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Helicopter money from heaven

Helicopter money from heaven

How to bolster stagnant economies

by Brian Reading in London

Fri 27 Jan 2017

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Helicopter money is money from heaven. It is nobody’s liability and everybody’s claim. Costing little to print, it becomes a meaningless central bank book-keeping entry. It cannot be redeemed in gold, and is lent rather than spent. It is better than quantitative easing and asset price inflation for tackling inadequate demand, unless it generates product price inflation. At present, there is little danger of too much money chasing too few goods, particularly if increased demand creates supply and boosts productivity.

The concept of money for nothing is not new. The greatest forger of all time was the Portuguese Alves dos Reis. In prison for forgery, he devised a plan that would be better than just forging banknotes. Following his release, in 1924 he fooled Waterlow and Sons of London, the partly private Bank of Portugal’s banknote printer, into secretly printing genuine banknotes and handing them to him. He set up banks to launder the money and bought up shares in the Bank. He almost gained control until it was discovered that the serial numbers were duplicated. The duplicate notes could never be distinguished from the genuine ones and withdrawn. The increase in the money supply boosted the Portuguese economy.

In April 1930 John Maynard Keynes fell for a similar fraud. The full story can be found in volume 20 of Keynes’ collected writings, published by The Royal Economic Society. It was only discovered in 1979 in his Cambridge archives – in a previously unopened handwritten letter to Reginald McKenna, a former home secretary and chancellor of the exchequer, only to be delivered after Keynes’ death. McKenna died before him, so it was never delivered. The letter concerned a ‘new process’ by which gold could be cheaply refined from abundant volcano ash.

In 1914 a renowned German chemist, Charles Gladitz, was living with his English wife in England. He was interned on the Isle of Man during the first world war but allowed by McKenna to have a laboratory and continue his research. After the war Gladitz persuaded Keynes that he had, as Keynes wrote in the letter, ‘found a way to produce unlimited quantities [of gold] at a cost of 1 shilling an ounce’.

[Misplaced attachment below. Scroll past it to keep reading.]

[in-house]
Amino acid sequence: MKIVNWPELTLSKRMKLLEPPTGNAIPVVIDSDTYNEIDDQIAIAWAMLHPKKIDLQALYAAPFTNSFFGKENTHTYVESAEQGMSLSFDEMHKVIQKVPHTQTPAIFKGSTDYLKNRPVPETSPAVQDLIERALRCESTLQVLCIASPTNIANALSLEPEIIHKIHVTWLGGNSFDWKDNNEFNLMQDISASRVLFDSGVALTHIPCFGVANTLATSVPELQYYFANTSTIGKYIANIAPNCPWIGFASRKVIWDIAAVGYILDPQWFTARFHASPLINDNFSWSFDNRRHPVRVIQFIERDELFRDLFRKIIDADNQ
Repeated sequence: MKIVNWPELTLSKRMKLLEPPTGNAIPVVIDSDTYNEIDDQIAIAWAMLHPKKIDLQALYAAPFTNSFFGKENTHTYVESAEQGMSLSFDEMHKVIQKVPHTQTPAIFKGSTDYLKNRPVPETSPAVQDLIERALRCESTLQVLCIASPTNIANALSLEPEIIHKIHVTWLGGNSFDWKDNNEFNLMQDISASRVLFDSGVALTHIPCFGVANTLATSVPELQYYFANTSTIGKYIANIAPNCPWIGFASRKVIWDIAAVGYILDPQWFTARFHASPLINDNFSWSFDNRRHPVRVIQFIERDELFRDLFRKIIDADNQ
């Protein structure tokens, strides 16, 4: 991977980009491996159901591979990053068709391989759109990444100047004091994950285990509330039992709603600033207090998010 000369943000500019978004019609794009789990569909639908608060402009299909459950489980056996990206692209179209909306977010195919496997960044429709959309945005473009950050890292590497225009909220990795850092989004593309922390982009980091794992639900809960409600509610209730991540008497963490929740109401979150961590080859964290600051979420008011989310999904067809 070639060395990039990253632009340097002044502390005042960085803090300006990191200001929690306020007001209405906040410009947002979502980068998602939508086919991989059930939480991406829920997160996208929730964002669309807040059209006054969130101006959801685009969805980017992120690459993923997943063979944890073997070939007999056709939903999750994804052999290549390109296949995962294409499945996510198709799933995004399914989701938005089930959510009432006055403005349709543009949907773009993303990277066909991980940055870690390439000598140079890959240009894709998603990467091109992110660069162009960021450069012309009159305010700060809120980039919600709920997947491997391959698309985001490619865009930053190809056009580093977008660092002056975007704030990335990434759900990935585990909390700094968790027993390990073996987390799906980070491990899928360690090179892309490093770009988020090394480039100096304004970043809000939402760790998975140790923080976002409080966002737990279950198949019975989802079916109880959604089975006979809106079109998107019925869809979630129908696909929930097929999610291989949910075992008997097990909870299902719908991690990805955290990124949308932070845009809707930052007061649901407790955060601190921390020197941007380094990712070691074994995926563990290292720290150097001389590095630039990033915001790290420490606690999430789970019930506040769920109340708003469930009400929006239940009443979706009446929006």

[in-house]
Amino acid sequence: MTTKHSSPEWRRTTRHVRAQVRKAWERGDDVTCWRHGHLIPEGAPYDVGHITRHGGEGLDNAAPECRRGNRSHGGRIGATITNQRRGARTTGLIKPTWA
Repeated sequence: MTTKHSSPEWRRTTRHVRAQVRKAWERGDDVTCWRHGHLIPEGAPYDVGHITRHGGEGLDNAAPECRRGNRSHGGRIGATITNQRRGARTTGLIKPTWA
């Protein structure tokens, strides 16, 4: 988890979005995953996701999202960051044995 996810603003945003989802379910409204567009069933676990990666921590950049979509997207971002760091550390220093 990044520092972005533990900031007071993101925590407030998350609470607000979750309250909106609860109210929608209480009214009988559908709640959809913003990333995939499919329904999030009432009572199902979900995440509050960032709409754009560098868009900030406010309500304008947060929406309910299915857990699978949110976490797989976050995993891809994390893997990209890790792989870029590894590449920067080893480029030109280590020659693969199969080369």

Keynes asked McKenna, who was then chairman of the Midland Bank, for the bank to finance a company venture to exploit the new process. The Bank of England, as agent for the Treasury, would secretly buy up the gold, making a huge profit for the company. Keynes and McKenna, and all others involved in the scheme, would get shares in the company. Not only would this make them rich, it would also release Britain from the shackles of the gold standard.

The Treasury and the Bank of England suspected a hoax. Taking scientists’ advice, they refused despite threats to sell the process to America. Nothing was known of this until the unopened letter was discovered. Had the claim been true and secretly exploited, it would have been money from the earth and perhaps saved Britain from leaving the gold standard in 1931. No doubt this was wishful thinking.

Helicopter money, while in one sense ‘money for nothing’, is a legitimate means of bolstering stagnant economies. It beats the alchemy of Keynes, and the forgeries of de Reis. The key is to give, rather than lend and leave a legacy of debt. Helicopter drops may not be the best way to hand out largess. But it is worth noticing that the 2016 Bank of England QE asset purchase plan was to print and lend £60bn. Since the UK population is around 65m, that is worth just under £1,000 per head. That seems good value for money.

Brian Reading was an Economic Adviser to Prime Minister Edward Heath and is a Member of the OMFIF Advisory Board.

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